Titleist Performance Golf Ball Fitting: 'I'm Not Good Enough to Play a Pro V1'

With all of the innovation and technology that goes into the production of Titleist Pro V1 and Pro V1x golf balls, here's something to keep in mind:

"The Pro V1 is an amazing piece of equipment but it doesn’t know who’s hitting it," says Titleist Golf Ball Fitter Michael Collins. "A golf ball can't tell if the golfer is a high-handicap player or a scratch golfer."

That's not breaking news, but it's important to remember when determining the golf ball that will perform best for your game and help you shoot lower scores.

 Every day across the country, our Titleist Golf Ball Fitting experts meet golfers under the false impression that their handicaps are too high to play Pro V1x or Pro V1x golf balls.

"I'm not good enough to play the Pro V1," is the common refrain.

"It's also a myth," says Bill Morgan, Senior Vice President of Titleist Golf Ball R&D.

"Switching to a certain golf ball because you think you're not good enough will actually prevent you from getting better."

Titleist Pro V1 and Pro V1x golf balls are designed for golfers of all skill levels, swing speeds and handicaps.

Why? Because all golfers need the same thing.

"They need a golf ball that performs consistently and a golf ball that will help them score better," says Morgan. "Our focus on making our golf balls perform in the shots to the green will help golfers of all skill levels shoot lower scores.

"If you change to a different golf ball simply because you think you’re not good enough, you’re actually making it more difficult to hit shots into the green and you’re not allowing yourself to be rewarded for your best swings," says Morgan.

Titleist's green-to-tee ball fitting methodology is based on the fact that most scoring opportunities are created by shots into the green, and improving your game in those areas will have the most game-changing affects.

As Morgan points out, one of the biggest differences between highly-skilled and lesser-skilled golfers is the number of shots they hit into the green. Research shows that as a player's handicap increases, so does the number of shots hit into the target.

“The spin and flight characteristics and performance control of Pro V1 and Pro V1x golf balls make it easier for you to execute those types of shots in and around the putting surface, and help you hit it closer to the target,” adds Morgan.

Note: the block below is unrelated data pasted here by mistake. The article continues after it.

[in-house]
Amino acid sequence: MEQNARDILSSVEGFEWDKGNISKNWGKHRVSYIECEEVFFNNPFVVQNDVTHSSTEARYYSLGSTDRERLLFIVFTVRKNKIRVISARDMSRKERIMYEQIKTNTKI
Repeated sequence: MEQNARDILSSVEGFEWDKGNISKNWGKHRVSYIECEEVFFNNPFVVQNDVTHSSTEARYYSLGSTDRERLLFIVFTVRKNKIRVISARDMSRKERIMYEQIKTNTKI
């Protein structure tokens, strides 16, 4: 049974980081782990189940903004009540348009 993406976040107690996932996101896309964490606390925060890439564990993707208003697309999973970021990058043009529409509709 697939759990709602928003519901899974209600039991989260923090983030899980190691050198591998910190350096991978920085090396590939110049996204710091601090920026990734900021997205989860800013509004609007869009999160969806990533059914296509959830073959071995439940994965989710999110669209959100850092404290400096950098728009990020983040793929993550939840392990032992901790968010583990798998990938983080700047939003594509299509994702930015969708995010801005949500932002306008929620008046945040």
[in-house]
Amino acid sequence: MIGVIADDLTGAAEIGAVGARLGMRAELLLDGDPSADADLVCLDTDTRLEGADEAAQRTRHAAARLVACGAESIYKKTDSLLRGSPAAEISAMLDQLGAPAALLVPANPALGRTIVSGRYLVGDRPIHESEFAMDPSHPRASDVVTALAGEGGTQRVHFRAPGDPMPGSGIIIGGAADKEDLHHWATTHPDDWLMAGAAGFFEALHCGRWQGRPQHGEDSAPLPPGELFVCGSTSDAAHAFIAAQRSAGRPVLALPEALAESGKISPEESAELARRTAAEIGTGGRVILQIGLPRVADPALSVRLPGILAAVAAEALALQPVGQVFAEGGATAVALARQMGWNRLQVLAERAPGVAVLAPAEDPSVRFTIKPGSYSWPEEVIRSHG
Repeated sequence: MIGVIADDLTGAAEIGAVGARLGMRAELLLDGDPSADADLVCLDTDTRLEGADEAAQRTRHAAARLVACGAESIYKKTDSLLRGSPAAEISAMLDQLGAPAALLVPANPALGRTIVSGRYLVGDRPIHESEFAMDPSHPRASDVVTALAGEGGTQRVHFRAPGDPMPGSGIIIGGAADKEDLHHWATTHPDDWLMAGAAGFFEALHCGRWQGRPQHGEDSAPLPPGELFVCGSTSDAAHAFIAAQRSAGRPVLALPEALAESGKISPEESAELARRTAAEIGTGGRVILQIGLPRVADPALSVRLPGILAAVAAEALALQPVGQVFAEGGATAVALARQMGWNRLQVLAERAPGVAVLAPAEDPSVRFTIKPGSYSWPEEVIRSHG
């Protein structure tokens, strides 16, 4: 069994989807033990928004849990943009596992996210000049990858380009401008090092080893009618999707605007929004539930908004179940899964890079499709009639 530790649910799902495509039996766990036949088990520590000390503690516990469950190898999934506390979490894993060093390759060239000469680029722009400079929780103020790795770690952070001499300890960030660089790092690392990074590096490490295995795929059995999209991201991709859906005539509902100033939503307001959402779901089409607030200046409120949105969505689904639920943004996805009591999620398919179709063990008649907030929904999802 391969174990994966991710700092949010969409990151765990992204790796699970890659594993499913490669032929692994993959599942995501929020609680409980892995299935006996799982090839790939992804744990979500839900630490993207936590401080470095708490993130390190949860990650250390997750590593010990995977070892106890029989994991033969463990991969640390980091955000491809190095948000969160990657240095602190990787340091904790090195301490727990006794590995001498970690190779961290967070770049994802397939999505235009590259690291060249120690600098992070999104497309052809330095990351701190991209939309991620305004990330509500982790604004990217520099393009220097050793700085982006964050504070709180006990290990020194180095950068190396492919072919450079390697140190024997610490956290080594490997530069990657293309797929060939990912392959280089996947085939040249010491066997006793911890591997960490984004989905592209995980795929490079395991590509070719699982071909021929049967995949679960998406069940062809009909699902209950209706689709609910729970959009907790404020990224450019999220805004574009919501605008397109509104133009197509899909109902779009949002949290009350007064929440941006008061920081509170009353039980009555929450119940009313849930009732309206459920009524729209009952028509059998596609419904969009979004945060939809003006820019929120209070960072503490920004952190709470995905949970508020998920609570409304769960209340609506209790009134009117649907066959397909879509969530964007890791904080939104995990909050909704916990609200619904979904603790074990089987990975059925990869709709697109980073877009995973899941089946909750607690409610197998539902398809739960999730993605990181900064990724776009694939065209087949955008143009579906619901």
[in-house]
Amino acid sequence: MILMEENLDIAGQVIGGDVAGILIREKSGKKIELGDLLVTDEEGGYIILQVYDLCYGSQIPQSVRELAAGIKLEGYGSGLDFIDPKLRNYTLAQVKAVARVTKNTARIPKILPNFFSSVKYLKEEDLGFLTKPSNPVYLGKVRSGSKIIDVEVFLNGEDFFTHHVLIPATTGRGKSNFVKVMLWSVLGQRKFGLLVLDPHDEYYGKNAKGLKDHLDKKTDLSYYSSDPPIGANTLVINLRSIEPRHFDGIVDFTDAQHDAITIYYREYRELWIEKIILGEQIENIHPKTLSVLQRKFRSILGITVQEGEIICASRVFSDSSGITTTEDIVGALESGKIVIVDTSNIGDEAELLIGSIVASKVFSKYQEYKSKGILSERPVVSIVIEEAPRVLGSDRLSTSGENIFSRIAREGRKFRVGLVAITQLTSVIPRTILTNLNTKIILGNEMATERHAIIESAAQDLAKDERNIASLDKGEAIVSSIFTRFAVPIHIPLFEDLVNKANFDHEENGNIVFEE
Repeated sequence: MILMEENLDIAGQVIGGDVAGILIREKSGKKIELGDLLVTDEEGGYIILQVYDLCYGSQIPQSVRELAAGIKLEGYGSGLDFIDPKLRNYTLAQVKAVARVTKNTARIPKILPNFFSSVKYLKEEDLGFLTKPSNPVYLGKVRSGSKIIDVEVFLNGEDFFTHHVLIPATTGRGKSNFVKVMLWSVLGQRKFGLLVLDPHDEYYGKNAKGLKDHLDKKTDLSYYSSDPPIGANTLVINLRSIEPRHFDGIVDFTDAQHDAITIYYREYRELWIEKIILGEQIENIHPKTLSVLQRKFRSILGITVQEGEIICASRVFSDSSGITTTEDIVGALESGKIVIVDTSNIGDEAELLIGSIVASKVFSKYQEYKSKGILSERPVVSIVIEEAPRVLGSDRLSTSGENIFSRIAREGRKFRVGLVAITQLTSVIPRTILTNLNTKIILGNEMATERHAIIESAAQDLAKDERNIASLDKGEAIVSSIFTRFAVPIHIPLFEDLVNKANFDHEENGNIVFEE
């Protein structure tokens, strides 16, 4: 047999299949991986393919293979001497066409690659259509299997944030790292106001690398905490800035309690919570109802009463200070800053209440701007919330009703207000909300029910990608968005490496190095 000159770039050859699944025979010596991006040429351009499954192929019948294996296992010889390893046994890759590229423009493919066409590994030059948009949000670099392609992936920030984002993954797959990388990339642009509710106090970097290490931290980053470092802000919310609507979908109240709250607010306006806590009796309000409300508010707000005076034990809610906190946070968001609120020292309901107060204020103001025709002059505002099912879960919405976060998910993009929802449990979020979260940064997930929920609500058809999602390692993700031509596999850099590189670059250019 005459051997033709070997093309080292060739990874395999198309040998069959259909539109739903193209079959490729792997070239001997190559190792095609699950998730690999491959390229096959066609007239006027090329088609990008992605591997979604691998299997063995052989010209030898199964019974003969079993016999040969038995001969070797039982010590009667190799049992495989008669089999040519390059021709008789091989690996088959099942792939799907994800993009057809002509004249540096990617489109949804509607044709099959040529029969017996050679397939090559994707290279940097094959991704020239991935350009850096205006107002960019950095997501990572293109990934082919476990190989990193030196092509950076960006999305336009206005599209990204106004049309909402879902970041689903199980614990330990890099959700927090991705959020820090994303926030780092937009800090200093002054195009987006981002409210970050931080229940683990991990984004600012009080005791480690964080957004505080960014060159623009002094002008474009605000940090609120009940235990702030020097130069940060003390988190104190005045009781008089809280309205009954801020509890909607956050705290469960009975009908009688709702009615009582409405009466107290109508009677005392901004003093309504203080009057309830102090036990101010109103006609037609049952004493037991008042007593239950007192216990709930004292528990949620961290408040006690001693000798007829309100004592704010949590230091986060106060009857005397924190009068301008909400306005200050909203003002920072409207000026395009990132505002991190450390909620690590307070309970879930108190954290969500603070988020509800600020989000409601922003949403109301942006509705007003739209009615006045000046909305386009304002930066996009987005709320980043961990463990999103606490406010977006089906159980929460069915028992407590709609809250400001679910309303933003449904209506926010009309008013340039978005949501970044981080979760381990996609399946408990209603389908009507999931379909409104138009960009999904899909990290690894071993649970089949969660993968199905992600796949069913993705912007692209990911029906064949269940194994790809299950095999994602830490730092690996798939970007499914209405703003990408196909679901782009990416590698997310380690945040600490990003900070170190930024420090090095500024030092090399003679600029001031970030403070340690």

“It’s a straightforward equation. The closer you hit it to the hole, the better your chances to make the putt and shoot a better score.”

Where all the pieces of Pro V1 and Pro V1x technology intersect is in their ability to deliver the best short-game performance without having to sacrifice on other attributes such as distance.

All Titleist golf balls are long, as distance differences between models off the driver from lower- to higher-handicap players are less than four yards.

Hitting your golf ball three yards longer off the tee won't have a significant impact on your score. Hitting your golf ball three yards closer to the pin will.

"Because that’s the part of the game that matters the most and that’s where all the golfers are really the same," says Morgan.

"Tour pros have the same requirements in that part of the game. Hit it close. Not hit it far."

To learn more about Titleist Performance Golf Ball Fitting and try the online Titleist Golf Ball Selection Tool, click here.

Related posts: The Facts About Swing SpeedPlay the Same Golf Ball Model

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3 Replies

  1. Kevin S

    From above, "I'm not good enough to play the Pro V1," is the common refrain."

    Personally I am a high handicapper, and I like Titleist golf balls, however I don't play them because of cost. ProV1's are $50/doz, NXT Tour are $40+/doz. I lose too many golf balls to pay that much.

  2. Paul R

    What is the difference between Pro V1 and Pro V1x and why should I play one over the other?

  3. Richard H

    In my experience when dealing with someone who says they are not good enough to play Pro V1 means they can't afford to lose $20+ worth of golf balls a round.

    I play to a 2.9 hcp and the course we play even I will lose a couple quite often so I can understand where they're coming from.